SYMBOLISM: The green, white, and blue represent Duluth's woods, snow, and streams which were home to the area's original Native Americans. The colors were also selected because they were widely used by Spirit Mountain, the Duluth Transit Authority (DTA), as well as the municipal government. The cross formed by the blue and white stripes represents many of the European flags, particularly those of Scandinavia, recognizing the foundation and settlement of the area by those cultures. The fleur-de-lis represent those displayed on the royal French flag which explorer Greysolon Sieur DuLhut, for whom the city is named- carried with him during his expedition to the Lake Superior area.

The city seal represents Duluth's status as an incorporated municipality and is replete with symbolism. Within the seal itself, the steamboat represents Duluth's role as a major shipping hub on Lake Superior; the shock of wheat symbolizes the area's agriculture; the 11 stars surrounding the wheat garb represent the 11 townsites platted (Fond du Lac, Oneota, Rice's Point, Fremont, North Duluth, Portland, Endion, Belville, Cowells, Duluth, and Middleton/Park Point) and later consolidated to form the incorporated municipality; the oak tree represents the lumber industry; the eagle atop symbolizes protection, wisdom, and magnanimity; the laurel branches denote achievement or victory.

SOURCE: 25 September 1979 Inter-Department Memorandum to Mayor Robert Beaudin from Jack LaVoy; information provided by Duluth  city Clerk's Office and the Office of Mayor Don Ness.

HOW SELECTED: Not known. The final design was recommend for Council approval and adoption by resolution of council's October 1, 1979 legislative meeting.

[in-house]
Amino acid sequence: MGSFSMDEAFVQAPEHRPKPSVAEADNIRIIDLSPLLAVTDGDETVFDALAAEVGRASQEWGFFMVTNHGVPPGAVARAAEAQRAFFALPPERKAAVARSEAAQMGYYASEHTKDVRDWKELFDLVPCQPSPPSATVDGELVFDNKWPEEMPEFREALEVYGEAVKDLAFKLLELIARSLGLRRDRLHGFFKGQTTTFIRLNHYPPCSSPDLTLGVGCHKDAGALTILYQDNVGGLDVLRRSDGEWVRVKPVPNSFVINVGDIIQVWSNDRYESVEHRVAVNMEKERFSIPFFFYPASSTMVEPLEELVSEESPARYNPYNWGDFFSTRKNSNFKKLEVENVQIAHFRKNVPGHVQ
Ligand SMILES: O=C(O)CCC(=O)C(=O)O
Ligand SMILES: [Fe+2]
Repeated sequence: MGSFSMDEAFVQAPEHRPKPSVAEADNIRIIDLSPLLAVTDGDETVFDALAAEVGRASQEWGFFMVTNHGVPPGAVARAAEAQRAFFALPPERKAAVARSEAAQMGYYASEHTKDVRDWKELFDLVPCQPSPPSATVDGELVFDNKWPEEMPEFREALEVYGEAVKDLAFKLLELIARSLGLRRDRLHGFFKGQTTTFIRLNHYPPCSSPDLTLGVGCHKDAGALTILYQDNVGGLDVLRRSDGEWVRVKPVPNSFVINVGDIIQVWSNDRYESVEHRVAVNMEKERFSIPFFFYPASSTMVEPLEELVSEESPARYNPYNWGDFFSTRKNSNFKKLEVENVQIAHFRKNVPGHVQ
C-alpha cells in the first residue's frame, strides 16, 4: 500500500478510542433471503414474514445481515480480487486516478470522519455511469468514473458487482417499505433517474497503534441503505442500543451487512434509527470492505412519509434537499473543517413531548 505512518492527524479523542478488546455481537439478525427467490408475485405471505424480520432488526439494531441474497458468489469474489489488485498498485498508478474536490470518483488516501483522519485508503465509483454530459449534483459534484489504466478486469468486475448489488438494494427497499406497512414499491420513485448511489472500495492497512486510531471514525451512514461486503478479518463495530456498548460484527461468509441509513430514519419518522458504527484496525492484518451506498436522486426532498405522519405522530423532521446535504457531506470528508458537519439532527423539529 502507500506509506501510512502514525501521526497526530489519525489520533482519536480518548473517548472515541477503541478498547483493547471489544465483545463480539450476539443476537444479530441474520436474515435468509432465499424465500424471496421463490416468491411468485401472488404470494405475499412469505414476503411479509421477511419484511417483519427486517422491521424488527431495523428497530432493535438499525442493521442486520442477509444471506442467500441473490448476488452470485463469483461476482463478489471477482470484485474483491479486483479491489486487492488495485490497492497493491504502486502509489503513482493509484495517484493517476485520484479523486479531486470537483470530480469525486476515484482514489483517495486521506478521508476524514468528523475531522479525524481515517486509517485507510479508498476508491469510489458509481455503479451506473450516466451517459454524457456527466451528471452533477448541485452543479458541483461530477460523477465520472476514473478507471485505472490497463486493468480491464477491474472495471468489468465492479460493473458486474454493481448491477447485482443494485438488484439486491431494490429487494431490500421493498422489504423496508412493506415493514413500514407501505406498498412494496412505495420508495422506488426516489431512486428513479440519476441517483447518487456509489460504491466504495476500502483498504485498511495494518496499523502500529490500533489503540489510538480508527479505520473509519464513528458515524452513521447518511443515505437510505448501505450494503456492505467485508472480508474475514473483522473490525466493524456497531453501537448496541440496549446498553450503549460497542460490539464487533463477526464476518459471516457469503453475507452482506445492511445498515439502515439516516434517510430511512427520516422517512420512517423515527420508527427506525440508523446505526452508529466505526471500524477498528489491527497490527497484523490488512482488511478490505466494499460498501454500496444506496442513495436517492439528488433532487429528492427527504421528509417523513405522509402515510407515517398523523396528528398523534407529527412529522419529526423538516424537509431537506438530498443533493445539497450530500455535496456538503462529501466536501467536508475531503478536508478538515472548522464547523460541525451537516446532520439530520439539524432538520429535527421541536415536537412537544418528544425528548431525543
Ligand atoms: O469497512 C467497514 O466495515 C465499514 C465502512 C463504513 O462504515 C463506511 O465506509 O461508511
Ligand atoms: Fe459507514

DESIGNER: Not known; however, a committee was formed by Village Trustees Seip, McClennan, and Mendenhall to prepare a design for a village seal. Village Recorder Davis paid $11.80 for the seal design. The actual designer of the seal is not known. SOURCE: research performed by James Scott, primary consultant, and David M. Schmidt, a member of the International Society for Heraldry and Family Trees. The research was initiated/requested in 1970 by Mayor Ben Boo.

MORE ABOUT THE FLAG: Although a flag was not adopted until 1979, a seal was in use when Duluth existed as a Village as early as 1877, and subsequently upon its incorporation as a City in 1887. During the 1890s, some city departments used variations of the seal such, as the Police Department in 1894. In the "official" seal, The orientation of eagle's head changed from the 1877 seal (facing left) to the 1887 replacement (facing right).

FORMER FLAG(S): None known. Resolution 79-791R implies that no official or unofficial City flag existed prior to 1979, although a municipal seal was first used as early as 1877 and modified upon incorporation as a city in 1887.

Detail of the seal

[Seal of Duluth, Minnesota] image by Chris Bedwell, 18 August 2012